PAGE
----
Would you like to be a guest blogger?  Check out this link to see what we're looking for, and then contact us!

Sunday, August 15, 2010

Staying Positive during The Finding Process: Stacey

 Guest blogger Stacey is a mother hoping to add to her family through adoption.  
This is her story of choosing adoption and staying positive during the finding process.

My husband Eric and I have been married for 6 years and have two beautiful little girls. About 2 years ago I started getting that baby hungry feeling again for the third time. My husband and I decided that it was time to extend our family yet again. I have been on medication since I had my little girl Devery (she is almost 3 now). We talked to my Dr. about what our next step would be just to find out that I can not get pregnant while on my medication. I was heart broken. Now what?

After about a month of talking to each other, family, and friends we decided that adoption would be the way. Eric called LDS Family Services in Oct. `09 and our process began. It took us 4 months and a lot of time to get all of our paper work finished and our profile up.February came and there it was. Our profile was up for the world to see.

First month goes by then the second month goes by and the third. The fourth comes and we have an e-mail from a birth parent. We were so excited and couldn't hold back calling our family. Weeks go by and the e-mails stop. Another month goes by. Month five and another e-mail from another set of birth parents and they want to meet us in two days. We are set and ready to go with such excitement.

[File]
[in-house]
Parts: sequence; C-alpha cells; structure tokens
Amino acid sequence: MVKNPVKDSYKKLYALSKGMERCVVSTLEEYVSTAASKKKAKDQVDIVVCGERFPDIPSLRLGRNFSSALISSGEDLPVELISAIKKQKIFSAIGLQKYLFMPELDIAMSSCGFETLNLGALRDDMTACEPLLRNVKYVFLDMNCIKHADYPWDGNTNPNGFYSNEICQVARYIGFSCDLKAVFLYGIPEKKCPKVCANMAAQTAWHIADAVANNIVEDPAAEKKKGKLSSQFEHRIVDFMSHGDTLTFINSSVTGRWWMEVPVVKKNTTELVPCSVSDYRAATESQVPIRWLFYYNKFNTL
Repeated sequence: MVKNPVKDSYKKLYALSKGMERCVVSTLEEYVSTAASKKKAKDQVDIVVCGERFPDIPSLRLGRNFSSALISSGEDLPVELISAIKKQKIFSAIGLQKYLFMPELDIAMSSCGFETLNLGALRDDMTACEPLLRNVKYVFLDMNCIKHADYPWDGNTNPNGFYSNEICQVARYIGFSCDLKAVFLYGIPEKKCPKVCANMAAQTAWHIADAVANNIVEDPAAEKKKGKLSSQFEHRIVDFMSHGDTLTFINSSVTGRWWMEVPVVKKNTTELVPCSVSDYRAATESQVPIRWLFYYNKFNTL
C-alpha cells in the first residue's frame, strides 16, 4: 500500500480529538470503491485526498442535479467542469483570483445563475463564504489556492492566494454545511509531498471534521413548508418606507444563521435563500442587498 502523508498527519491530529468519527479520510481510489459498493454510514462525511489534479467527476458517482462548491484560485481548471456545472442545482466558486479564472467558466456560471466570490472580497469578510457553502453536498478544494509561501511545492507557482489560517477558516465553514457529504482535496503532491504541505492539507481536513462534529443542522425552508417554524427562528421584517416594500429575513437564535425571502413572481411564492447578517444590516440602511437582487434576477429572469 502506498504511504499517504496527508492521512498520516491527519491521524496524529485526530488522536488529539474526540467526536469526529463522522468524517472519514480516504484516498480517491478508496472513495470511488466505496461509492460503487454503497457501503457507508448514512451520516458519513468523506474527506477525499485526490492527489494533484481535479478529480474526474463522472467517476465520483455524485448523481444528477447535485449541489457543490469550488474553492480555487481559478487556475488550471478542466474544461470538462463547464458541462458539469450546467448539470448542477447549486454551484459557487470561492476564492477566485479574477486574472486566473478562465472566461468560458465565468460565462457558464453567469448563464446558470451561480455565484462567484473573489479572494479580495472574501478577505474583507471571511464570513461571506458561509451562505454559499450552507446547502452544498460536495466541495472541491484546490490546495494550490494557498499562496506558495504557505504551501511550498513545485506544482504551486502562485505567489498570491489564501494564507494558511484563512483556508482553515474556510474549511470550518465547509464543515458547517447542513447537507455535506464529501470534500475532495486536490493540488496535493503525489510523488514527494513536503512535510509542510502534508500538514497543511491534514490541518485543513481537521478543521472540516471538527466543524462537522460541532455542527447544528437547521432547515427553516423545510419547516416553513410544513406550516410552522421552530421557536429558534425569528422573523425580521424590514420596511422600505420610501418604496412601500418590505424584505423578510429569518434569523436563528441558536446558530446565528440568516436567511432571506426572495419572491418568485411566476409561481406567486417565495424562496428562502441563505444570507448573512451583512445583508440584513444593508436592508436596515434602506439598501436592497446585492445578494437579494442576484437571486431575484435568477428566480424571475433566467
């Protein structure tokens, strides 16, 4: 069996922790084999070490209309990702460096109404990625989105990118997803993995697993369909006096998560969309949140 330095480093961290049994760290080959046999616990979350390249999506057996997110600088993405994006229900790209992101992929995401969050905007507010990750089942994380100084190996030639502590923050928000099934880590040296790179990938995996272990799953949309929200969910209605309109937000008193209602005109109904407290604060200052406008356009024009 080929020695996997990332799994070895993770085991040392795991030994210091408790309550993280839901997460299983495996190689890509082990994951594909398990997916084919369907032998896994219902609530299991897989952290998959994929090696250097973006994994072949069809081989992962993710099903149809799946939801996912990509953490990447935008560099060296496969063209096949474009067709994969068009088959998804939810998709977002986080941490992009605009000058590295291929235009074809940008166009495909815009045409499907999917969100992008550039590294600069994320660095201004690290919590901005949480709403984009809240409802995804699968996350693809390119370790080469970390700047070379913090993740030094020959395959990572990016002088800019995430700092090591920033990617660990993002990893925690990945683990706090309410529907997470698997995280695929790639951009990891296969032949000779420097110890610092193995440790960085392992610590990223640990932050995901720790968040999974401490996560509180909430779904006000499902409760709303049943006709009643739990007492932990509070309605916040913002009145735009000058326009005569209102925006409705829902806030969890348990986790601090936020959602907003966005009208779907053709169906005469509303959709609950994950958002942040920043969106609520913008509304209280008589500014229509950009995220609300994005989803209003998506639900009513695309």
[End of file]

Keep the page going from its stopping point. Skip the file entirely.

Then we hear nothing. We call them and nothing. We e-mail and nothing. Here we are at month six and nothing.

Eric and I are so blessed to have the family that we do and are excited to meet our newest addition whenever that may be. Adoption is such a wonderful gift and we are excited to be a part of it.

 What do YOU do to stay positive during the finding process?  If you'd like to be a guest blogger, check out that link to see what we need from you and then email Amanda or Brittany (see upper right sidebar)!

Wednesday, August 11, 2010

Naivety, Reality and Balance

Until I experienced it myself, I don't think I fully understood what it meant to go through the entire adoption process. (From application to finalization.)

Of course, I quickly learned that it's more than just signing some forms, picking up your baby from the hospital and starting a new life as a new family.

An adoption placement brings to you and your spouse obvious feelings of gratitude, humility, joy, anticipation and pure love for each other, our Heavenly Father, birth parent[s] and of course, your new perfect baby.

But the world of post-placement in an open adoption can also be very, very complicated....  Please read the rest at Que & Brittany's Adoption Journal.

Sunday, August 1, 2010

An Open Adoption Documentary

Adoption Isn't Selfish

Straight from a Birthmom...

The Open Adoption Project via The R House